Joe Nickell may be the world's foremost expert on the Shroud. You can check out his 1983 book about it on Amazon, here. You can check out Joe's 29 other investigative books at joenickell.com, here. And you can hear my 8-minute interview with him about the Spiritualist community of Lily Dale below.
Bobby Corcoran, who grew up in Plains, PA in the same house as Lt. John Curry, is also on the School Board there. He asked the Superintendent of Schools to search high and low for the portrait of my great uncle, John, that used to hang in the high school alongside Lt. Michael Duddy. Both soldiers were killed in action in World War 1. Sure enough, they found it. Bobby and his dad Bob hope to get it framed and hang it in the American Legion Hall in Plains. I'm so excited that they found it and that there are still people from his community that remember him and his mother, Sara Curry. Thank you, Corcorans!
This is the book that made Dick Proenneke famous, but he wasn't happy with the editing. Check out this video at about 4:10 in which he discusses that. It's from Bob Swerer's "Alaska, Silence & Solitude" film, in which Swerer visits Dick at the Twin Lakes cabin when Dick was 75. Swerer is the narrator (he reads from Proenneke's journals) of "Alone in the Wilderness," and he's terrific. The 26th edition of the book was published in 2009 and won the National Outdoor Book Award. You can buy it at Alaska Geographic here. And you can read about the new collection of his writings, "The Early Years" edited by John Branson, here.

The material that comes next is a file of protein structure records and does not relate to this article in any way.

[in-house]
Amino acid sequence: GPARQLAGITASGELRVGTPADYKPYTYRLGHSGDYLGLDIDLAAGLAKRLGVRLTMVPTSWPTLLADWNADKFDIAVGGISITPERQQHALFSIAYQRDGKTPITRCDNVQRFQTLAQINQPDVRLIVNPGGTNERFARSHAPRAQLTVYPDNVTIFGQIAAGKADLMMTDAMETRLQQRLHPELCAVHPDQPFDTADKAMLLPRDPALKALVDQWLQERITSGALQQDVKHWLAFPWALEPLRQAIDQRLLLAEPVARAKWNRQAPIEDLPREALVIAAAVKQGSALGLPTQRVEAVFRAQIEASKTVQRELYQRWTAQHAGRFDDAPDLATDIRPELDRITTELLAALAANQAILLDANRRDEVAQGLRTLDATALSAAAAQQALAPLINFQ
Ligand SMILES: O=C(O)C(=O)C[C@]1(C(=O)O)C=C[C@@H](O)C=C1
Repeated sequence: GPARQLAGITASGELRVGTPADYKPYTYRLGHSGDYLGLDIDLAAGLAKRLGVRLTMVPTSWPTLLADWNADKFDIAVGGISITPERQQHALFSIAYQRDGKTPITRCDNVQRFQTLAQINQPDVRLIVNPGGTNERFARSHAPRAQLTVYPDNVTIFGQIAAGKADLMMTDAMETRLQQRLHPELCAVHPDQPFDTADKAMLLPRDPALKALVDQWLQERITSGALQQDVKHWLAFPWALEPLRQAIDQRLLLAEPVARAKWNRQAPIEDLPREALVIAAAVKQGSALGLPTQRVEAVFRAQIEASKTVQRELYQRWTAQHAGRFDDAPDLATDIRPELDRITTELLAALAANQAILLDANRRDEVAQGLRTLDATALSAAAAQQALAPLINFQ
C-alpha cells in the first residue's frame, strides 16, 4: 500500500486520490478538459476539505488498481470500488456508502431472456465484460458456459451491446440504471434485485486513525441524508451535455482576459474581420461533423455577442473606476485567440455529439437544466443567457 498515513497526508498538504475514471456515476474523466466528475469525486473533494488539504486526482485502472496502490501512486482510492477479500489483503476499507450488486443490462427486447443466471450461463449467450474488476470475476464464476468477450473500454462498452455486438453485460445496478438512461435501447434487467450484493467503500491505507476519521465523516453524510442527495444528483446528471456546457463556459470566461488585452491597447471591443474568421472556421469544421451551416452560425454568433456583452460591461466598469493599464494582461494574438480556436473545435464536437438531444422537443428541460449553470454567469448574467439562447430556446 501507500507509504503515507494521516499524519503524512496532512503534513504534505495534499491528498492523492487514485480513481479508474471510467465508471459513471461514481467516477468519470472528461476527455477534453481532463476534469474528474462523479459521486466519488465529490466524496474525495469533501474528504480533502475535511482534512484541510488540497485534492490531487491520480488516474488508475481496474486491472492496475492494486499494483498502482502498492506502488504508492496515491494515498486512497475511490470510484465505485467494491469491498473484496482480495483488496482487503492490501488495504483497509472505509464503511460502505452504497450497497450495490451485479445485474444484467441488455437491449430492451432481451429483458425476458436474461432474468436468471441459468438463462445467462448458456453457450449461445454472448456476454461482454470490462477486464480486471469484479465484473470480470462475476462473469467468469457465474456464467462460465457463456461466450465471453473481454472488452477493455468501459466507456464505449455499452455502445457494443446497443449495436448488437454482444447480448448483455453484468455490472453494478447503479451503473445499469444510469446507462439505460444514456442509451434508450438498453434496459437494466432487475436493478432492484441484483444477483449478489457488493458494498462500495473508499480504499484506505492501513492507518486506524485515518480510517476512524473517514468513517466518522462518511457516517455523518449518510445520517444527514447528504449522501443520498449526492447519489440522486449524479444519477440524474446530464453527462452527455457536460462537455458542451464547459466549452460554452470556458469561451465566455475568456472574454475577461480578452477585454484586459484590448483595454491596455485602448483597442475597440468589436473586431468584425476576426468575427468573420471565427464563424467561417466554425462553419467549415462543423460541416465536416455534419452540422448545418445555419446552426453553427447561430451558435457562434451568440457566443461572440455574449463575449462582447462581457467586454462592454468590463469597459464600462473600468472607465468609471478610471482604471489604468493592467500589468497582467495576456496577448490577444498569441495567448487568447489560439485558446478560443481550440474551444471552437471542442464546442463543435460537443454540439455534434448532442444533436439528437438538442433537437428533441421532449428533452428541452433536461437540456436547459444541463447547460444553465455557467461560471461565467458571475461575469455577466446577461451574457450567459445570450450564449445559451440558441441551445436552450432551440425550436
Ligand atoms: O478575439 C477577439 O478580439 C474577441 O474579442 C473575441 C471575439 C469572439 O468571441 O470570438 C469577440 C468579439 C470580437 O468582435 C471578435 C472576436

Florence Green, who served tea to British pilots just before the Great War's end, just died. The Brits lost 886,939 soldiers in WWI. France lost 1,397,800. Russia lost 1,811,000. Germany, 2,050,897, including my great uncle, Robert Koenig. The U.S. lost 116,708, including my great uncle John Curry. The Ottoman Empire lost 13.72% of its total population. Serbia lost 16.11% of its population.
A screen grab of the dedication to More Readings from One Man's Wilderness by Richard Proenneke, published by the National Park Service. You can read it here. In the excellent biographical sketch, editor John Branson writes, "Although a life-long bachelor, Proenneke liked women and had many female friends." In the film "Alone in the Wilderness" by Bob Swerer Productions, Proenneke compares the changable conditions on Twin Lakes to a woman, "all smiles one minute and dancing a temper tantrum the next."
If you're a Dick Proenneke fan, you'll really like this collection of his writings, wonderfully edited by John Branson, a Park Service historian. You can read it free on-line it here. It contains a detailed biographical sketch. I was interested to learn that he had a J-3 Piper Cub from 1975-1976. He and his brother Raymond used it to explore the Twin Lakes area. Proenneke eventually crashed it (iced carburator) but crawled out to a highway and survived. He was also considered a mechanical genius by those who knew him. You can buy the book on Amazon. Thanks again to Rob Hanson for evenfallstudio.com for pointing me to this in his October 22, 2010 post there.
Sorry, you'll have to click here to see this terrific video about Dick's last visit to his cabin in 2000, when he gave the cabin to the Park Service. It's by Talking Circle Media in Anchorage. It's narrated by Jay Hammond, who lived 40 miles away on Lake Clark and was the former governor (1974-1982). Tip of the hat to Rob Hanson at evenfallstudio.com for pointing it out. Rob's post also explains how Dick worked from a carpentry point of view, for those of you who like to build things.
Just saw "The Grey." It's terrific. But I couldn't help but think that Liam Neeson and his band of air crash survivors in Alaska would've been better off had Richard Proenneke been along with them. He would have built them a log cabin in no time. Maybe even an airplane. If you see the flick, stay through the credits. All of 'em.